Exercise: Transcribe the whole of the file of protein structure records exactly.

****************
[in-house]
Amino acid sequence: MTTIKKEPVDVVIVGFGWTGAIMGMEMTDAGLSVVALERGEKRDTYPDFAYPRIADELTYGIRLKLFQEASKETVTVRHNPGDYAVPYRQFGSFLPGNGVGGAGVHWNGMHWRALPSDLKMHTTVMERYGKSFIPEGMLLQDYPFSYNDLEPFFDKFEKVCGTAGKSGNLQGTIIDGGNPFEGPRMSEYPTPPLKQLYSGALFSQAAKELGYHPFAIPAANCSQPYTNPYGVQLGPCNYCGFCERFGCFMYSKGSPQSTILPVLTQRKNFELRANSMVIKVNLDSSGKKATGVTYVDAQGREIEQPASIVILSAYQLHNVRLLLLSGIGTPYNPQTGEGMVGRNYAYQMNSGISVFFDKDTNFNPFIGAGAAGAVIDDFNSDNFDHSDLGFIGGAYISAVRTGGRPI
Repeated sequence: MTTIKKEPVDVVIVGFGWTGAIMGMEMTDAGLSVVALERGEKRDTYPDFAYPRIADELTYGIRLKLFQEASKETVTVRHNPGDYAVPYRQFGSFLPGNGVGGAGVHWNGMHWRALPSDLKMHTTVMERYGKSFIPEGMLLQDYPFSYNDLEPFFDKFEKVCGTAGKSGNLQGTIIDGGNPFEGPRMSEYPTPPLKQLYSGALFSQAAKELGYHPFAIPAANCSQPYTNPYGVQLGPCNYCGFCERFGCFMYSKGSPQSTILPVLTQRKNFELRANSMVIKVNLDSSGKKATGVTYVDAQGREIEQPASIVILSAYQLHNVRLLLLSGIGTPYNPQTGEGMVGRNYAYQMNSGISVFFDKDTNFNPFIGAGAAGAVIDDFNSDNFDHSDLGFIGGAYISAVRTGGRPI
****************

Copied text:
[in-house]
Amino acid sequence: MTTIKKEPVDVVIVGFGWTGAIMGMEMTDAGLSVVALERGEKRDTYPDFAYPRIADELTYGIRLKLFQEASKETVTVRHNPGDYAVPYRQFGSFLPGNGVGGAGVHWNGMHWRALPSDLKMHTTVMERYGKSFIPEGMLLQDYPFSYNDLEPFFDKFEKVCGTAGKSGNLQGTIIDGGNPFEGPRMSEYPTPPLKQLYSGALFSQAAKELGYHPFAIPAANCSQPYTNPYGVQLGPCNYCGFCERFGCFMYSKGSPQSTILPVLTQRKNFELRANSMVIKVNLDSSGKKATGVTYVDAQGREIEQPASIVILSAYQLHNVRLLLLSGIGTPYNPQTGEGMVGRNYAYQMNSGISVFFDKDTNFNPFIGAGAAGAVIDDFNSDNFDHSDLGFIGGAYISAVRTGGRPI
Repeated sequence: MTTIKKEPVDVVIVGFGWTGAIMGMEMTDAGLSVVALERGEKRDTYPDFAYPRIADELTYGIRLKLFQEASKETVTVRHNPGDYAVPYRQFGSFLPGNGVGGAGVHWNGMHWRALPSDLKMHTTVMERYGKSFIPEGMLLQDYPFSYNDLEPFFDKFEKVCGTAGKSGNLQGTIIDGGNPFEGPRMSEYPTPPLKQLYSGALFSQAAKELGYHPFAIPAANCSQPYTNPYGVQLGPCNYCGFCERFGCFMYSKGSPQSTILPVLTQRKNFELRANSMVIKVNLDSSGKKATGVTYVDAQGREIEQPASIVILSAYQLHNVRLLLLSGIGTPYNPQTGEGMVGRNYAYQMNSGISVFFDKDTNFNPFIGAGAAGAVIDDFNSDNFDHSDLGFIGGAYISAVRTGGRPI